New bike trails are being constructed and used on Raleigh-Durham International Airport property along Old Reedy Creek Road even though that area is not open to the public, airport officials said Thursday.
Despite “No trespassing” signs posted along Old Reedy Creek Road to warn bikers that use of the land is illegal, use of the area for recreation appears to be increasing, said RDU spokesman Andrew Sawyer after the airport put out a statement Thursday.
“We ask groups and individuals that are currently building trails and accessing this land illegally to refrain from further such action,” the airport said in the statement.
The land, which falls between Lake Crabtree County Park and William B. Umstead State Park, has been a point of contention between RDU and outdoor enthusiasts for several years.
More than 7,000 supporters have signed an online petition asking the airport authority to preserve 611 acres of forested land and recreational trails to be used for an urban trails center – a proposed system of more than 50 miles of trails and related businesses, such as brew pubs, outdoor stores, bike rentals and ropes courses.
Wake County already leases an adjacent 149-acres for Lake Crabtree County Park, which is used for hiking and biking trails.
“Lake Crabtree is fine,” Sawyer said. “The trails there, enjoy them. But across I-40, that area is designated no trespassing.”
The idea for the urban trails center came in response to RDU’s 25-year master planning process. The master plan, which the airport authority approved in October, lays out potential development of the airport’s core and surrounding land.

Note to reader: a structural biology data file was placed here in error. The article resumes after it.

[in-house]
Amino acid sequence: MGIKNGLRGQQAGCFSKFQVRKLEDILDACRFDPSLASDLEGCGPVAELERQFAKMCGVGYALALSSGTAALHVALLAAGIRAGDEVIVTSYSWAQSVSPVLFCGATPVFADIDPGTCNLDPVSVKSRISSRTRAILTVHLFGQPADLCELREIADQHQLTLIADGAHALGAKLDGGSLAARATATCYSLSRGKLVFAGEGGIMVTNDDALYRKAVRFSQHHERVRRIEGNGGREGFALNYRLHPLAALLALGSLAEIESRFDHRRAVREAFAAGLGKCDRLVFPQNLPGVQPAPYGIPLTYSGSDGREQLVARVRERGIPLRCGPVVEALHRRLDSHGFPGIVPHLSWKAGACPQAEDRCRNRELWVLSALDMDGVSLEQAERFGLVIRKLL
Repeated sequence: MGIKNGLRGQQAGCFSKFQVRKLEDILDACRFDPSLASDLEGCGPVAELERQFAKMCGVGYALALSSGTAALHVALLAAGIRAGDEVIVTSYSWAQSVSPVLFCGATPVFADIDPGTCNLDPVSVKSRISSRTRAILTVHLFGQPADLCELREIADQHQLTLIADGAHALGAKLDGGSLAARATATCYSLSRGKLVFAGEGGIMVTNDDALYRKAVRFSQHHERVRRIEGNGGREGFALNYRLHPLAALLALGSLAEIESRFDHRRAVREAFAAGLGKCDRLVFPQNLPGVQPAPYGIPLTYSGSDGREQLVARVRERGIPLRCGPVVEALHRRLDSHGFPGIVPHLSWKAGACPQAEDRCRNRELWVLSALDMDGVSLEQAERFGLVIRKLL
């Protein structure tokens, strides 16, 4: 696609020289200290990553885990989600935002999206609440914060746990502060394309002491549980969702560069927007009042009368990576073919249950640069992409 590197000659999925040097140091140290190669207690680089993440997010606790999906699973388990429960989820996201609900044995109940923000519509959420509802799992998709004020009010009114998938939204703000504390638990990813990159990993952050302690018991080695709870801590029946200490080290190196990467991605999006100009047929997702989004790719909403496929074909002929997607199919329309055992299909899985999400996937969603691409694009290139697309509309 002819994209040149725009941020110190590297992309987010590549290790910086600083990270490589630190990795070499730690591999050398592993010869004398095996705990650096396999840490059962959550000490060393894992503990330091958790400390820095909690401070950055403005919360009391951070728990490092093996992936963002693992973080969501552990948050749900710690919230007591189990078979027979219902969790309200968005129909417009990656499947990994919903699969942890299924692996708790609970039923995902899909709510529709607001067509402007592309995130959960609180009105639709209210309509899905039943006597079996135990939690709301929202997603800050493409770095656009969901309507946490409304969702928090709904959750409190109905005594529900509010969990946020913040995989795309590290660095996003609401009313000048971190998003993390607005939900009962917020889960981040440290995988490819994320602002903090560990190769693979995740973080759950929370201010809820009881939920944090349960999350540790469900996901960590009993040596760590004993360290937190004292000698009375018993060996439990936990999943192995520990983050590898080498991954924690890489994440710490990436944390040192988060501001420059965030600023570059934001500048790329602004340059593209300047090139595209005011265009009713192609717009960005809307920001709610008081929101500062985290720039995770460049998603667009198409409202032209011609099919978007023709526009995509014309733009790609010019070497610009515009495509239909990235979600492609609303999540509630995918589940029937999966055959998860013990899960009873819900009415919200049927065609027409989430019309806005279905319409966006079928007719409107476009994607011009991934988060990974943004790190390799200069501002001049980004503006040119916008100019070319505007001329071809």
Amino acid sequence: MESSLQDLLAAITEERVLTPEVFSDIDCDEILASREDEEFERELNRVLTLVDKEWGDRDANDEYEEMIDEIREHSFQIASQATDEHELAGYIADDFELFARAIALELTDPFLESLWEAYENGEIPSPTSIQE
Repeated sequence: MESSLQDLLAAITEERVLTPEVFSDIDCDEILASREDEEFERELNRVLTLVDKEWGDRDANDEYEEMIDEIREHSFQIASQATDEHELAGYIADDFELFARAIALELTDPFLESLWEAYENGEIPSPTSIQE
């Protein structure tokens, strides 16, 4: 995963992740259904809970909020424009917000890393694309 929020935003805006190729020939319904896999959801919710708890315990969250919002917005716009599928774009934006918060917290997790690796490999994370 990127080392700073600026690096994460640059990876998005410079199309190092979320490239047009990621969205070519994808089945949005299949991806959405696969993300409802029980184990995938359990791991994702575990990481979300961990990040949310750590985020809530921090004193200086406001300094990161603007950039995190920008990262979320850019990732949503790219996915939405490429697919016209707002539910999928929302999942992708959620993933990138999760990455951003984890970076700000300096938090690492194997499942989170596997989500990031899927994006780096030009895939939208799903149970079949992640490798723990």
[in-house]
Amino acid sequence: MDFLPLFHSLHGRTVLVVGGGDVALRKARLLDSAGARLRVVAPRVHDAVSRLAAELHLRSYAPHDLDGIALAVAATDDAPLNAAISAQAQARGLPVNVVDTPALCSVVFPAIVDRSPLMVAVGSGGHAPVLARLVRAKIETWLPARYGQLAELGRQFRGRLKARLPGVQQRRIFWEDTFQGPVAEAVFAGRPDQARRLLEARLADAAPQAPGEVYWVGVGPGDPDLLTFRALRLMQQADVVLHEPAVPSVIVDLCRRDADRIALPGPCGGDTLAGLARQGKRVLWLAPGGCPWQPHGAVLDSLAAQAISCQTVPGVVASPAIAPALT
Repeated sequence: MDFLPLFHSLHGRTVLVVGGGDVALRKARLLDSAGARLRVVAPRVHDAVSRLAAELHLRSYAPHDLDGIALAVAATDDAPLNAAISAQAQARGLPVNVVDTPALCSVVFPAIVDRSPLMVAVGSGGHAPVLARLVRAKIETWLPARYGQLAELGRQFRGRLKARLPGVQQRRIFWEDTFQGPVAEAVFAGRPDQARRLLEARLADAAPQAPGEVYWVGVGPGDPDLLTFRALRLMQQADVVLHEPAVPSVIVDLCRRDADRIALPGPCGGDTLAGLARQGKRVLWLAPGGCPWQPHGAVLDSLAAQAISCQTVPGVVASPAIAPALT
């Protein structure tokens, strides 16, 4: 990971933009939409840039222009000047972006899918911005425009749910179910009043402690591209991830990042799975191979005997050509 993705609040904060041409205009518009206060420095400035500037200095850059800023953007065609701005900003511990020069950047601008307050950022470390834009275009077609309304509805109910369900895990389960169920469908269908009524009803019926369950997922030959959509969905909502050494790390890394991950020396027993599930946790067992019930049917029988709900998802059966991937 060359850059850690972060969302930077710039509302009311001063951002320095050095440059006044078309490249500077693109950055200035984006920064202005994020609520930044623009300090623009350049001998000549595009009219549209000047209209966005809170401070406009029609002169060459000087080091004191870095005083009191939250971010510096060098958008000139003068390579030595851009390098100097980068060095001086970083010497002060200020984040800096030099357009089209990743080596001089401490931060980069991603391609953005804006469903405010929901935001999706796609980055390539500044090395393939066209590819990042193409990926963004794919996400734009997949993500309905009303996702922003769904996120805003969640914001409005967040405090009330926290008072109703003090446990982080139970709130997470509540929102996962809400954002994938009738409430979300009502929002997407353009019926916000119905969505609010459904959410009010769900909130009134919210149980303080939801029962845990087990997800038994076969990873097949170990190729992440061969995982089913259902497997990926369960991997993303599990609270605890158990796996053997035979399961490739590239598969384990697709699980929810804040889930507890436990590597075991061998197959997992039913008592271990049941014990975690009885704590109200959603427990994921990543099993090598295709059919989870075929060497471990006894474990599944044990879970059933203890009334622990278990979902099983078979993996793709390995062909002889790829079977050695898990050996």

The plan identifies two areas for future recreational uses – Lake Crabtree County Park and a section north of I-40 that abuts William B. Umstead State Park.
But local hikers and cyclists have expressed frustration with the plan, because it shows these and surrounding forested areas also could be developed with a hotel or office park, quarry or support activities for aviation.
Jean Spooner, chair of the Umstead Coalition, a nonprofit dedicated to the preservation of Umstead State Park, said she had only been out on the RDU property on tours with permission from the airport, but says it is worth preserving as part of a larger network of trails.
“I can tell you that the site where the new quarry pit is proposed is an amazingly beautiful piece of property with just very challenging terrain,” she said. “The area makes a lot of sense to ... be utilized to take advantage of the economic engine it could bring.”
RDU officials have said the airport authority must get Federal Aviation Administration approval to develop or lease property, particularly if it is to allow a use that is not essential to airport operations. RDU’s master plan still needs to be approved by the FAA before the airport can act on it.
Kathryn Trogdon: 919-829-4845: @KTrogdon